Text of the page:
Mar 13, 2012
    Definitely. I can't tell you how many laptop drives I've seen damaged due to movement (small, fast movements/drops) and data completely wiped out for the user.

    I like that I don't have to worry about damage if I walked around with my laptop running and no, the built in protection for HDDs isn't perfect, they're still vulnerable to movement damage.
  19. theSeb, Apr 27, 2012
    Last edited: Apr 27, 2012

    theSeb macrumors 604


    Aug 10, 2010
    Poole, England
    No. The source files are very small, relatively speaking, and Xcode caches them very efficiently. Compiling code requires CPU power and RAM. HDD speed is less important.


    If those are the things that you mainly do, then you can easily stick to a HDD and get a 17" MBP, even though it will be even faster and snappier if you install an SSD. The SSD makes a huge difference in file I/O. Simply surfing the internet does not have much to do with the hard drive so I am not sure why you're wondering why surfing the internet isn't any faster with an SSD. It's like asking why you can't watch a DVD faster on a 48X DVD drive versus a 10X DVD drive. Because watching a DVD drive does not require the drive to be reading at 10X or 48X.

    Honestly, you could have just done 20 minutes of research and found out a little bit about how computers work, but I guess that's just too much effort for people today.

    Here are some "real world" benchmarks to show you the differences between an SSD and a mechanical HDD.





    An SSD won't help you encoding in Handbrake because encoding is CPU bound. A hard drive is fast enough


    However, what about resizing 140 image and creating thumbnails automatically.. something that people mucking about with photography might need to do. There is CPU involved and RAM and the speed of your hard drive. The 4 bottom bars are all done on the same 2011 Mini with 4 different configurations. The SSD makes a huge difference. Despite the fact that the MBA has a slower CPU and a "slower" SSD than the Mini, which has a Vertex 3, the real world difference is only a couple of seconds.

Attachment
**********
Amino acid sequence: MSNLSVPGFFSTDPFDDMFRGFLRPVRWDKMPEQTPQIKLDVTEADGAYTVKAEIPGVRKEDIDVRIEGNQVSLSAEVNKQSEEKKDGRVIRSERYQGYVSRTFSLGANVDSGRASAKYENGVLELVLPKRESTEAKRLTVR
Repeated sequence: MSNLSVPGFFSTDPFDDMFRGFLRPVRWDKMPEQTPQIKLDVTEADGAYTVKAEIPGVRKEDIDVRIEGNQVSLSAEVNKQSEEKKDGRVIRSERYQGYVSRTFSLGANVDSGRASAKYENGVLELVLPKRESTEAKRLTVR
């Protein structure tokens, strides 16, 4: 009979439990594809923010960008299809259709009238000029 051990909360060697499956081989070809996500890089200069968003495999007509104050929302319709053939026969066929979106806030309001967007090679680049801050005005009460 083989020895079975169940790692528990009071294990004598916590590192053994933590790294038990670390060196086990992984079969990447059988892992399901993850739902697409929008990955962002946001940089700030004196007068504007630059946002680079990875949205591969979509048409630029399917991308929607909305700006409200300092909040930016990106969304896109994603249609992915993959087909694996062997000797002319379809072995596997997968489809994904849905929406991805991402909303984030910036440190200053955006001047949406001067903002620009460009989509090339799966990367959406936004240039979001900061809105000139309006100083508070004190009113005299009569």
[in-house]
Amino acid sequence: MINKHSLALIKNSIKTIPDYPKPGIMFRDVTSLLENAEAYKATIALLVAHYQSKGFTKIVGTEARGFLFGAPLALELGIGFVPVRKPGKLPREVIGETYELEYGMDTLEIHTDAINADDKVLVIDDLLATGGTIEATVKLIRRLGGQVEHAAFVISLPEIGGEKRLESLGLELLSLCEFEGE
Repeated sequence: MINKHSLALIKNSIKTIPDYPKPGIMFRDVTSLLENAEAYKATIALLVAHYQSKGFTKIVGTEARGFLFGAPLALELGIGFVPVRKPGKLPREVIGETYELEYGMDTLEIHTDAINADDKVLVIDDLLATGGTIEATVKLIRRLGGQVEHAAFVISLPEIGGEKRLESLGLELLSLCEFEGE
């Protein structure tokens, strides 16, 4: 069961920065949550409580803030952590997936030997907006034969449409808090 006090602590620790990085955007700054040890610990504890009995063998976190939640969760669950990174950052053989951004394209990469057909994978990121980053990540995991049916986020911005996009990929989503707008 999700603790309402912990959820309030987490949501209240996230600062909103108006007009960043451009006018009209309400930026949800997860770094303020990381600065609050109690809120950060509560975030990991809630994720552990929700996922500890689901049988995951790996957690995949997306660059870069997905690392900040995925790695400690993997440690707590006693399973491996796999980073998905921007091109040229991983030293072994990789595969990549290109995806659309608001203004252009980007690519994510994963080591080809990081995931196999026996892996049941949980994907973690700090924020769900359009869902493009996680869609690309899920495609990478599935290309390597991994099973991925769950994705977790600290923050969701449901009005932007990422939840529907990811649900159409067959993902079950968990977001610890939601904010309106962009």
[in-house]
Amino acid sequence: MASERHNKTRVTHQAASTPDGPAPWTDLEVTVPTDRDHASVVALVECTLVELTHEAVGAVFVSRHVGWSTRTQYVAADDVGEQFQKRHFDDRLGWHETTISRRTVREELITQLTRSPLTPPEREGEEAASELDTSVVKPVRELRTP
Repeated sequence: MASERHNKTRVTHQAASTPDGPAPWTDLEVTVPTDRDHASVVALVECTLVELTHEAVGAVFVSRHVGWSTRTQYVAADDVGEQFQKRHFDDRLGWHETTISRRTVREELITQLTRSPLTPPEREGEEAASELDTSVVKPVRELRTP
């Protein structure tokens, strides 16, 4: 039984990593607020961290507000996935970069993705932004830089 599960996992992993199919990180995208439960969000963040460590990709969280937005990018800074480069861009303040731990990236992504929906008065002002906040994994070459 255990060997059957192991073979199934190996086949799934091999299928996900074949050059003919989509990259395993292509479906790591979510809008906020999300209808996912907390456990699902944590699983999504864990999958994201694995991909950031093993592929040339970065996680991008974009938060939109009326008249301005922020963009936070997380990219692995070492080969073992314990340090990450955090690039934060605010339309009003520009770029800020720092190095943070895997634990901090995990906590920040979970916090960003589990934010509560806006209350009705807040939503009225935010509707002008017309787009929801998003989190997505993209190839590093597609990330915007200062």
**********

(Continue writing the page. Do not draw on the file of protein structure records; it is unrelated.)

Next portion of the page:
What about resizing 140 images and then watermarking them via a pixelmator automated service? Well, this is very much a RAM bound operation. The CPU does not make a huge difference. It takes 980 seconds to do this on a stock 2011 Mini Server with a 7200 RPM hard drive and 4 GB of RAM. The 2011 MBA manages to finish this faster even though the Mini Server has a much more powerful Quad Core processor. This is because of the SSD in the MBA. However, things change when we add another 4 GB of RAM to the Mini. The time to do this is now 287 seconds, which is a huge improvement, yet when we add the SSD as well, the time is 206 seconds.

    Even the lowly, old 2009 MBP with a Core 2 Duo processor manages to beat the stock Mini Server quad core. That's because the 2009 MBP has 8 GB of RAM and a Seagate Momentus XT hybrid HDD.


    Hopefully I haven't wasted time typing this out and you've actually learnt something.
  20. gentlefury macrumors 68030

    Jul 21, 2011
    Los Angeles, CA
    I have all SSDs on all my Macs...and going to work it is torturous to deal with their slow ass HDD systems!!!!
  21. Defender2010 macrumors 68030


    Jun 6, 2010
    Don't buy now, wait until WWDC...otherwise your desire to have the latest will be tainted by the new models with retina display...
  22. gnasher729 macrumors P6


    Nov 25, 2005
    Xcode compiles don't spend much time reading files at all. My compiles have eight cores at 100% most of the time and not much going on in I/O at all. Faster CPU with 5400rpm drive will compile faster than an MBA.
  23. theSeb macrumors 604


    Aug 10, 2010
    Poole, England


    Yes, as I said just above, source code files are relatively small and Xcode is very efficient at caching them. CPU and RAM are far more important for working with Xcode and compiling source code.
  24. beowulf70 macrumors regular


    Oct 20, 2010
    hear hear! :rolleyes:
    Very informative. I'm glad someone here has the time, devotion and the resources to help provide us mere mortals with the important info we need. Much appreciated. Seriously. :cool:
    You may have just persuaded me to go with an SSD.

    (and I guess the slightly sanctimonious attitude is just a given?) ;)